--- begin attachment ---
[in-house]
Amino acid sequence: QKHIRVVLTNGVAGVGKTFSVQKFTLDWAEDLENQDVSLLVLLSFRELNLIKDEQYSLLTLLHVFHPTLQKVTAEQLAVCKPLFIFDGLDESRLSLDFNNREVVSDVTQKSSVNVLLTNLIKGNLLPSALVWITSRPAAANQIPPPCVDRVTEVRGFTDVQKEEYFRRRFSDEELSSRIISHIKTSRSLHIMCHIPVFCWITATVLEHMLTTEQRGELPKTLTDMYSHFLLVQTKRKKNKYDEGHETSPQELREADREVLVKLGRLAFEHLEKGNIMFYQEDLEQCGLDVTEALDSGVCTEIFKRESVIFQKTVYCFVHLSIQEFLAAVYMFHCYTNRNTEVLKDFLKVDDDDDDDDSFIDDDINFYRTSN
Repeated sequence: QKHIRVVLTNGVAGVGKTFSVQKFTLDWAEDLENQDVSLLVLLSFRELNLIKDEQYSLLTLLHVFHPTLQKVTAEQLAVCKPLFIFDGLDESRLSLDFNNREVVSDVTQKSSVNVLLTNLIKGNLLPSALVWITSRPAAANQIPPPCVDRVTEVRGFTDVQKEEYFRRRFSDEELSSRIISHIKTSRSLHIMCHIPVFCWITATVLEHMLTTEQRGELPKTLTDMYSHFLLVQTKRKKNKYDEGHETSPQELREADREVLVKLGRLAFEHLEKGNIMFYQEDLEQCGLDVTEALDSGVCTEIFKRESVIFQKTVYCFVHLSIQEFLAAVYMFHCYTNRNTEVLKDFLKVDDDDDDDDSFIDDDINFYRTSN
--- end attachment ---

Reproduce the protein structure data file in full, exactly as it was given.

[in-house]
Amino acid sequence: QKHIRVVLTNGVAGVGKTFSVQKFTLDWAEDLENQDVSLLVLLSFRELNLIKDEQYSLLTLLHVFHPTLQKVTAEQLAVCKPLFIFDGLDESRLSLDFNNREVVSDVTQKSSVNVLLTNLIKGNLLPSALVWITSRPAAANQIPPPCVDRVTEVRGFTDVQKEEYFRRRFSDEELSSRIISHIKTSRSLHIMCHIPVFCWITATVLEHMLTTEQRGELPKTLTDMYSHFLLVQTKRKKNKYDEGHETSPQELREADREVLVKLGRLAFEHLEKGNIMFYQEDLEQCGLDVTEALDSGVCTEIFKRESVIFQKTVYCFVHLSIQEFLAAVYMFHCYTNRNTEVLKDFLKVDDDDDDDDSFIDDDINFYRTSN
Repeated sequence: QKHIRVVLTNGVAGVGKTFSVQKFTLDWAEDLENQDVSLLVLLSFRELNLIKDEQYSLLTLLHVFHPTLQKVTAEQLAVCKPLFIFDGLDESRLSLDFNNREVVSDVTQKSSVNVLLTNLIKGNLLPSALVWITSRPAAANQIPPPCVDRVTEVRGFTDVQKEEYFRRRFSDEELSSRIISHIKTSRSLHIMCHIPVFCWITATVLEHMLTTEQRGELPKTLTDMYSHFLLVQTKRKKNKYDEGHETSPQELREADREVLVKLGRLAFEHLEKGNIMFYQEDLEQCGLDVTEALDSGVCTEIFKRESVIFQKTVYCFVHLSIQEFLAAVYMFHCYTNRNTEVLKDFLKVDDDDDDDDSFIDDDINFYRTSN